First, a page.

This is a 12x16 inch painting I did last Sunday while out on the prairie. I like to spend some time painting on location before I use my reference photos to do an in studio large format painting. It helps me to get a feel for the mood and palette of the place I want to paint.

This is a palm hammock on Fish Prairie painted from a field study. It was a dark day in early summer so you can see that the undergrowth is much more lush than the winter views. I've been lucky to have access to this prairie from Fair Oaks which runs along the rim. The kind owner has mowed several trails through the prairie for access. I spend much of my winter painting time there as it allows me  challenges to my composing skill and helps me to grow as a painter.

Monday, December 3, 2012

North Florida Trees

Notes From my Tree Painting Journal

I finally finished my huge tree painting today. There is a glare on the left side of the painting. It is so big that I am unable to get a really good photo. I will take it outside when it dries to the touch and try photographing it again. I really enjoyed doing this one but I find that having enough patience with large format oil paintings is an issue for me. I have become much more proficient with acrylics and so there is the waiting time with oils between sessions.I'm sure I could improve it with time, but I feel it has taught me what it is going to and it's time to move on to the next tree painting.

I have another large canvas, not quite so large but still big. I want to do a painting of the winter trees on Fish Prairie next. I will use acrylics this time. I already have it in my mind, so as soon as I get another rotation in the painting studio, I'll get it started and then take it to my loft studio to work on for a couple of weeks.

Painting trees is the most fun!!

Tuesday, November 27, 2012

40x60 Tree, Work in Progress Stage 5

Notes From My Tree Painting Journal

I'm checking in with stage 5 of the giant tree painting, 40x60 inches. It is coming along now fairly quickly. it still needs about 2 sessions I think. I'll be working on it again on Monday and Tuesday of next week. Working on a large oil painting takes a lot of time. There is a fair amount of tweaking to be done. I try to move around the painting a lot, doing small corrections as I go. Today I worked on the back atmospheric areas behind the trees, adding bits of light here and there in the grasses behind the trees. I extended the trunk of the bare tree further down in the foreground to correct the intervals between trees. I added a distant tree on the far left to balance the composition too. I'm having fun. It is quite impressive in it's large size. The photo doesn't do it justice.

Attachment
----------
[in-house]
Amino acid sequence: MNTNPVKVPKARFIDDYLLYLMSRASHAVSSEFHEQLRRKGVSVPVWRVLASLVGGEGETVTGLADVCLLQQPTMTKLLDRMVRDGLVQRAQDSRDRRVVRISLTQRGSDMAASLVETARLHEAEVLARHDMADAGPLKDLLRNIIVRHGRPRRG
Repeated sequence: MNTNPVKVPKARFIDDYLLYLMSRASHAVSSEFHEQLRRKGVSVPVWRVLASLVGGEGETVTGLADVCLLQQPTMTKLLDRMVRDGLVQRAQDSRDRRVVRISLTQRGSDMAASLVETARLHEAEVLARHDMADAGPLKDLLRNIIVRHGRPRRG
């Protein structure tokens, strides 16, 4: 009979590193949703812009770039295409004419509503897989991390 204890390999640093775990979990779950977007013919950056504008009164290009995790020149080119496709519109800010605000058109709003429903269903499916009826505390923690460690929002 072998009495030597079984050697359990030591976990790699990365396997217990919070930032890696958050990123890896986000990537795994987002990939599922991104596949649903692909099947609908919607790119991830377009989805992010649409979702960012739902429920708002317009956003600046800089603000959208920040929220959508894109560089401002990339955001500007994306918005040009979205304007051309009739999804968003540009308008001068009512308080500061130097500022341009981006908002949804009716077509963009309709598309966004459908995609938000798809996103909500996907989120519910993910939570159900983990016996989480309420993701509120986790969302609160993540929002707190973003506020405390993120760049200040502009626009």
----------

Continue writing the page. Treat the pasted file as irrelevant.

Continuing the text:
Tuesday, November 20, 2012

Not Your Everyday Canvas

Notes From My Tree Painting Journal

Sometimes it is great fun to paint trees on furniture. I have done several paintings of trees on tables and yesterday I painted this frame. I have painted this as a commission for a tree lover. I must say that it was far more difficult to do than a canvas. Because I had to think of the painting with a giant missing part and steps of uneven surfaces, it was necessary to keep the composition fairly simple and without a lot of detail.  I really enjoyed  the process. Trees are wonderful wherever you put them.

Wednesday, November 14, 2012

Two Tree Paintings

Notes From My Tree Painting Journal

This is stage two of a 40x60 inch tree painting. It is a mess right now but I have high hopes that it will turn into something after a couple more sessions. It is oils.

I really enjoyed doing this alla prima painting last Sunday at Fair Oaks in Evinston,FL.
It is acrylic on deep gallery wrap canvas. I framed it with a natural floater frame with a black liner. This tree was full of character. It is quite large and very old. There are scars all over the trunk and all kinds of odd warts on the surface. It has many stories to tell me. I will take another crack at it one day with a  larger canvas.

Wednesday, November 7, 2012

Getting Ready for my Tree Workshop I

Left Chart- Trunks and limbs
Right Chart- Canopy

Notes From My Tree Painting Journal

Today I worked on some charts for my workshop on Saturday this week. One of the things we won't have time for is chart making, so I think I will want to hang these charts in the studio for my students to see how I do basic color mixes  for tree paintings. I have a chart book full of charts for mixing landscape paintings but I wanted to simplify a bit, particularly on the greens. I have a seven color palette for the greens and an 8 color palette for limbs and trunks. Of course some of those trunk and limb colors will work for fall and winter trees too.